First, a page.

• Clarify the difference between prevention and screening
  • Provide aids that patients can use to better understand the value of preventive measures
  • Consider how the tenor of your guidance will impact a patient’s decision to follow screening and preventive care recommendations



Confusing or conflated terminology, cultural or regional variations of terms used to describe health-related signs/symptoms and their duration, frequency, and intensity


Testing and Referrals

Follow through on ordered testing or referrals depends on the patient understanding why, what to expect, the time and costs involved, and the degree of urgency.

  • Explain the reason for a test or referral order in a way your patient can, in turn, explain it to the lab, imaging center, or specialist
  • Explain the nature of ordered tests and any preparation requirements
  • Ask the patient the likelihood he or she will make and keep the appointment


Results and Diagnoses

Even seemingly straightforward concepts as positive/negative can befuddle ailing and anxious patients. Likewise for diagnoses, which may sound overly troublesome for patients unfamiliar with clinical terms.

  • Tell patients how their results will be communicated and when
  • Ensure that results sent directly to patients provide context and resources to assist interpretation. For results shared in person, confirm the patient understands definitive findings and guide him or her through numerical values.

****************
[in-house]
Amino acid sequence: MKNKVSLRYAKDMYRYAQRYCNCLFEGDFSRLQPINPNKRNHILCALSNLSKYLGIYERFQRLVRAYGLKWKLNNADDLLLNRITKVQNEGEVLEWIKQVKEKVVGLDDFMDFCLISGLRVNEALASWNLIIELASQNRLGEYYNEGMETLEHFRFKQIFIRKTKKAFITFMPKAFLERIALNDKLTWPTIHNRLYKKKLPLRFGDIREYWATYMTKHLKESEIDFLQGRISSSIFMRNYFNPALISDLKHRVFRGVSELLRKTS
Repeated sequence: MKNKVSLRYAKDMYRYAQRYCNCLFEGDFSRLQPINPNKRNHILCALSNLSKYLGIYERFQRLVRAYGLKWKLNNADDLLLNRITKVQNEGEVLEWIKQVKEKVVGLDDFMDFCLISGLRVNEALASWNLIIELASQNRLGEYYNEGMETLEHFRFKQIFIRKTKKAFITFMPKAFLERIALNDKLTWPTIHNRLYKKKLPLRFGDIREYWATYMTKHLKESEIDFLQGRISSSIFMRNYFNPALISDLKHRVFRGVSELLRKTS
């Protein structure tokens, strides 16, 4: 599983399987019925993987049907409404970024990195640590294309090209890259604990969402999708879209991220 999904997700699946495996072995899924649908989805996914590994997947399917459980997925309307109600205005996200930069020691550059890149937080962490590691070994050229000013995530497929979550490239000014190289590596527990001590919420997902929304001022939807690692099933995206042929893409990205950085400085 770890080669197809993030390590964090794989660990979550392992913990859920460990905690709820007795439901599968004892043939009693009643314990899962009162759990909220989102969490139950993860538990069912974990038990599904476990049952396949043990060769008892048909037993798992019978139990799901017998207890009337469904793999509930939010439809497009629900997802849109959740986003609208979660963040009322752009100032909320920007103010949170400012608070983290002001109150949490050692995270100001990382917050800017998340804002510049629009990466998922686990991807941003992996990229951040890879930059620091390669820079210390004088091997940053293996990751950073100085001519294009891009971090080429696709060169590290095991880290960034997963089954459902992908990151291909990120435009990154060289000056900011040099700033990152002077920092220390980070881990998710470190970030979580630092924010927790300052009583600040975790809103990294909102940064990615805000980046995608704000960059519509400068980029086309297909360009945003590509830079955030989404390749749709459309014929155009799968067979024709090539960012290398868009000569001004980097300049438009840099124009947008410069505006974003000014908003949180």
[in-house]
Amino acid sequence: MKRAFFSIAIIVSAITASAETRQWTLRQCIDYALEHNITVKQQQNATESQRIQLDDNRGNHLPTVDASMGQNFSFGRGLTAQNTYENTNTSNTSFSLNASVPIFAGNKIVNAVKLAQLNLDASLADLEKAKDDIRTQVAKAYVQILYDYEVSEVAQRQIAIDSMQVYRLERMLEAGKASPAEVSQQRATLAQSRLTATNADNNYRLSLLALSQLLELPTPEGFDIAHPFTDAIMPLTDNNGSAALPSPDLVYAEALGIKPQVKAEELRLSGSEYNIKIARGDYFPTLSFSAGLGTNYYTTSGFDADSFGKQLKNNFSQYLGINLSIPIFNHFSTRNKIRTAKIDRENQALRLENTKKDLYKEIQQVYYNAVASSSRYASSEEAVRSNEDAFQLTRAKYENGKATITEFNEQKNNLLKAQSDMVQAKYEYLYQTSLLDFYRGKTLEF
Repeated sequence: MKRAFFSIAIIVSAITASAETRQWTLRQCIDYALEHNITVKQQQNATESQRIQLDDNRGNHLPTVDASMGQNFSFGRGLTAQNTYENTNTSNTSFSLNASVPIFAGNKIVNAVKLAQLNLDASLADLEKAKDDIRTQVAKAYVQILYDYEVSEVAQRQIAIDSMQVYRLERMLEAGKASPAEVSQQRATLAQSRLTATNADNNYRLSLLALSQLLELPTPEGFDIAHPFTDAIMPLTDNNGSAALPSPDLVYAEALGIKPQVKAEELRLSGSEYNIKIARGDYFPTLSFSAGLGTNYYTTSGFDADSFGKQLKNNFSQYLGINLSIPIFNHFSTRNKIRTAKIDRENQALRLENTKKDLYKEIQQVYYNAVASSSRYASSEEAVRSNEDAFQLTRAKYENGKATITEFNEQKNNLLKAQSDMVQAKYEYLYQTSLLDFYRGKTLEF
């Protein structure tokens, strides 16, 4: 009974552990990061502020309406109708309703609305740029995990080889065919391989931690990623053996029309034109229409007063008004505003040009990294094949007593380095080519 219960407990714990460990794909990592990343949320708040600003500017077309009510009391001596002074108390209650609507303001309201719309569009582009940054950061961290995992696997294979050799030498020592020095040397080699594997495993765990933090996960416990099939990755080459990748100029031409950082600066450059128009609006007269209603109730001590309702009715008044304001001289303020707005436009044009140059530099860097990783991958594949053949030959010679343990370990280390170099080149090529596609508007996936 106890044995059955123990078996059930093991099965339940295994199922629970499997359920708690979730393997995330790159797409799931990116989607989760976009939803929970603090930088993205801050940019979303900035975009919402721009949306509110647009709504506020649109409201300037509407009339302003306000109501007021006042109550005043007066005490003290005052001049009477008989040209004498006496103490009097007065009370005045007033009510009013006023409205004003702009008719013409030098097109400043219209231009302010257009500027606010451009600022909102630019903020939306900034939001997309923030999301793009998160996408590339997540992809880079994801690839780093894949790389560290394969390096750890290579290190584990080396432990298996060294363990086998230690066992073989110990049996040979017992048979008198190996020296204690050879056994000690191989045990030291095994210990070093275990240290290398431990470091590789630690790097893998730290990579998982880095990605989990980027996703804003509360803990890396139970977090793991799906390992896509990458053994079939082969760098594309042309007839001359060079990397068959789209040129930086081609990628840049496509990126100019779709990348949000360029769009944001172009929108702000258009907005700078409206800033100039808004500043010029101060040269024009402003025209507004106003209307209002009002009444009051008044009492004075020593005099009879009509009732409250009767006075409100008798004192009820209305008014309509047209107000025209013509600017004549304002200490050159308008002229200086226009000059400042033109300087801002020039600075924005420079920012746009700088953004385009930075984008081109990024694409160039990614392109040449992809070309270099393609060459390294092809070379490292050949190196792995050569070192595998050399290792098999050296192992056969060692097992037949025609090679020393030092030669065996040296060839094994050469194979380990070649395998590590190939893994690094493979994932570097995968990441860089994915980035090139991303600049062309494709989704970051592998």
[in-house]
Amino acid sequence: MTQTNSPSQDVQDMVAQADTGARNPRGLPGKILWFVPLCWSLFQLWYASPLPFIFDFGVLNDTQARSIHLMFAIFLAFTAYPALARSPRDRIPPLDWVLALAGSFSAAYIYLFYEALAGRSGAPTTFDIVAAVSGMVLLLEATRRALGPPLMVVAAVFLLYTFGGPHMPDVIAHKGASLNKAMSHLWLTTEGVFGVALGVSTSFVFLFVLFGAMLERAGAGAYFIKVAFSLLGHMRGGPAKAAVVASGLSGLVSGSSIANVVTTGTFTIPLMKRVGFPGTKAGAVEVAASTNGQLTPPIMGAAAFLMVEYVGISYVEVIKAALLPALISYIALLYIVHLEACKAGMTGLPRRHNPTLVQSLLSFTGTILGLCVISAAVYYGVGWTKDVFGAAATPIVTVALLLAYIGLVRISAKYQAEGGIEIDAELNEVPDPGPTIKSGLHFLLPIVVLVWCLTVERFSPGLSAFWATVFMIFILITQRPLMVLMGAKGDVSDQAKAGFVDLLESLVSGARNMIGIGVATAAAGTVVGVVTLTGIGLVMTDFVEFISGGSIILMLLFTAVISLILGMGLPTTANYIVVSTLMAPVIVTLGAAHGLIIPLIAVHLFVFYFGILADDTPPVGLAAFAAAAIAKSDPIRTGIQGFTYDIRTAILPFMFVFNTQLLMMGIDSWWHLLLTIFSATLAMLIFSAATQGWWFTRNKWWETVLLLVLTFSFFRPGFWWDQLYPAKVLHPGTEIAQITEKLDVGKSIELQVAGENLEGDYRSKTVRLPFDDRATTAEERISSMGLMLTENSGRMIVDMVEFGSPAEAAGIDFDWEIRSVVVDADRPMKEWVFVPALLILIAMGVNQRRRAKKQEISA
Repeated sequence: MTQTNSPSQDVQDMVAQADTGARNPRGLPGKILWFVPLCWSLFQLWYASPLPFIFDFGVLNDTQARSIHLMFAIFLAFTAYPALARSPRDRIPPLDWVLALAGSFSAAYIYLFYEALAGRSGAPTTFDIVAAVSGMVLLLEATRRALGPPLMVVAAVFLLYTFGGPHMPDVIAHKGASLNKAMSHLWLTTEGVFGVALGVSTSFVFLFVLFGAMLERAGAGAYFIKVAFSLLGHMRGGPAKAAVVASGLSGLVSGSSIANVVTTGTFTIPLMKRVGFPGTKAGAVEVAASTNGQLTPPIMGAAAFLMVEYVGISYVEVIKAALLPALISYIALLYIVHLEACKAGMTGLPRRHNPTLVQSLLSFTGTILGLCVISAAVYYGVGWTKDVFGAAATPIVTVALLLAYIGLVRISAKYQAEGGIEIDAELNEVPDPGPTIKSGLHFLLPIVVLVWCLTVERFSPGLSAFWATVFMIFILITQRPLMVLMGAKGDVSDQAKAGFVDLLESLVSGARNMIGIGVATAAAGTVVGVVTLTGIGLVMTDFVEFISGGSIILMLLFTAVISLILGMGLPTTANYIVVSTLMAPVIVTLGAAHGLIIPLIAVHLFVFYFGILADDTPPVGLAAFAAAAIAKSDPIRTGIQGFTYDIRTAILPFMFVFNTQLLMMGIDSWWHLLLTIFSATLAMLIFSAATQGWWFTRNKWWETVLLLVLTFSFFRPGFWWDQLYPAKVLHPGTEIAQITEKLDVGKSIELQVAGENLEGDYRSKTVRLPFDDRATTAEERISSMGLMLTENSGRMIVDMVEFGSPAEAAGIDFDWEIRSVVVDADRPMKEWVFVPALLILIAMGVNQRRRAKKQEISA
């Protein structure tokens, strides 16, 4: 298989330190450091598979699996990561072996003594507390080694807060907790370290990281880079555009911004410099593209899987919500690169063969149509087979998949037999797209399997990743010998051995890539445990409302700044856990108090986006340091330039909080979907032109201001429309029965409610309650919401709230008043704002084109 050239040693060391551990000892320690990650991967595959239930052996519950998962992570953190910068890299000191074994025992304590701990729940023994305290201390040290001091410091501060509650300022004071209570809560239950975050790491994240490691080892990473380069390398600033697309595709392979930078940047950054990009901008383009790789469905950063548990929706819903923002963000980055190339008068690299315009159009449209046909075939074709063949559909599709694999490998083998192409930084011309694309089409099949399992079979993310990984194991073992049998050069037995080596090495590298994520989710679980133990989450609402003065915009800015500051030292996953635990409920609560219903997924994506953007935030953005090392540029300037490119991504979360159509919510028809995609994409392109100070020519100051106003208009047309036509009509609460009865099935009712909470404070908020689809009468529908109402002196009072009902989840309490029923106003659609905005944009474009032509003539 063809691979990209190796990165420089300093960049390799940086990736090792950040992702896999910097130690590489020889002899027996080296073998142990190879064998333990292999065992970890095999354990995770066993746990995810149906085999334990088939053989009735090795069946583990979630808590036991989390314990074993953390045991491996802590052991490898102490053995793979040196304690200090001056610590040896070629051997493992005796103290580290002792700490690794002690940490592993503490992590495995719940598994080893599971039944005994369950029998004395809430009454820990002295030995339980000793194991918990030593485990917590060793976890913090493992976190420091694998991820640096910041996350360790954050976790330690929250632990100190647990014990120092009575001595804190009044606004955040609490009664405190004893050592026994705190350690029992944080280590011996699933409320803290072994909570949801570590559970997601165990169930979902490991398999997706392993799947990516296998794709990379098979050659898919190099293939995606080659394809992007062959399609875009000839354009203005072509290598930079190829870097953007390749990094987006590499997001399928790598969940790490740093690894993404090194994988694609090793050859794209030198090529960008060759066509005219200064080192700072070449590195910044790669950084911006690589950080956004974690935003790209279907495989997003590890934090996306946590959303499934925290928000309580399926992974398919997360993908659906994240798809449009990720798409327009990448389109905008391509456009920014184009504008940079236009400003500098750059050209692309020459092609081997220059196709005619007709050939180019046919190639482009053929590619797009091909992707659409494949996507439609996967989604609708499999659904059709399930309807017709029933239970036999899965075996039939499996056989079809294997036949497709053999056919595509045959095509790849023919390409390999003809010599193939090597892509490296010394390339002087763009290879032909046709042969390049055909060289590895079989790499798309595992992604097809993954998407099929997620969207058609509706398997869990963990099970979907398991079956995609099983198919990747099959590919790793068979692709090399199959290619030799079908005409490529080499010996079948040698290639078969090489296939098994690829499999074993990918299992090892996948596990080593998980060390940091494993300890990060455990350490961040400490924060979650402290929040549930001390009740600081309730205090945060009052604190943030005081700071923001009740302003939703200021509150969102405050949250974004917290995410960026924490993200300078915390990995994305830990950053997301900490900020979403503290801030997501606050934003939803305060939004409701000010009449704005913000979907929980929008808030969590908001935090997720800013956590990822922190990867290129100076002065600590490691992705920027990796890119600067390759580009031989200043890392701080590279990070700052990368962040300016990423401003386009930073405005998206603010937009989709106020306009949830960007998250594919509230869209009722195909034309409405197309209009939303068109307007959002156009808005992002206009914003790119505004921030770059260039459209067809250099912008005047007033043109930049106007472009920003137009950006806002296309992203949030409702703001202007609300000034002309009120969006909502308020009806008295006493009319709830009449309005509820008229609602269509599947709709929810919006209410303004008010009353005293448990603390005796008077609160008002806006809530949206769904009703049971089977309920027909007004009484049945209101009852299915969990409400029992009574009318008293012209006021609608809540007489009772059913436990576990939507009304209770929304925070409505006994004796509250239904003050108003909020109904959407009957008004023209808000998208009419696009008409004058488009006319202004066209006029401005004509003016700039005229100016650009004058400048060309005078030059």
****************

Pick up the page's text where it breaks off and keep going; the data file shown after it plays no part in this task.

• Patients who adequately understand the gravity of their diagnosis are better suited to engage in treatment decisions and regimens


Treatment Risks and Benefits

Population-based risk projections and general descriptions of the potential benefits and risks (of either undergoing or foregoing treatment) can be difficult for a patient to personalize.

  • Be specific about both the likelihood and the nature of a given risk or benefit for that patient and any risk mitigating or elevating factors
  • Use the patient’s current health status (if other than ideal) as the baseline for expectations about their post-treatment status
  • Explain the potential impact of delaying a decision to proceed with treatment


Alternative or Non-evidence-based Medicine

Questions, expectations, or misinformation regarding outlier treatments or clinical trials

  • Inquire about why and where the patient sought alternative care guidance
  • Explain your process for accessing treatment options
  • Explain any potential dangers of aberrant treatment methods


Shared Decision Making

An expectation to make health care decisions can be empowering or burdening, depending on a patient’s comprehension of key factors.

  • Ensure patients that you are not abdicating responsibility for their care
  • Confirm that a patient’s questions have been addressed ahead of any key decisions
  • Ask patients directly if they understand your assessment or agree with your recommendations

Of course, not every clinician-patient encounter raises these communication concerns, but providers who are able to gain an understanding of a patient’s information filters are more likely to connect when they do need to convey important instructions or recommendations.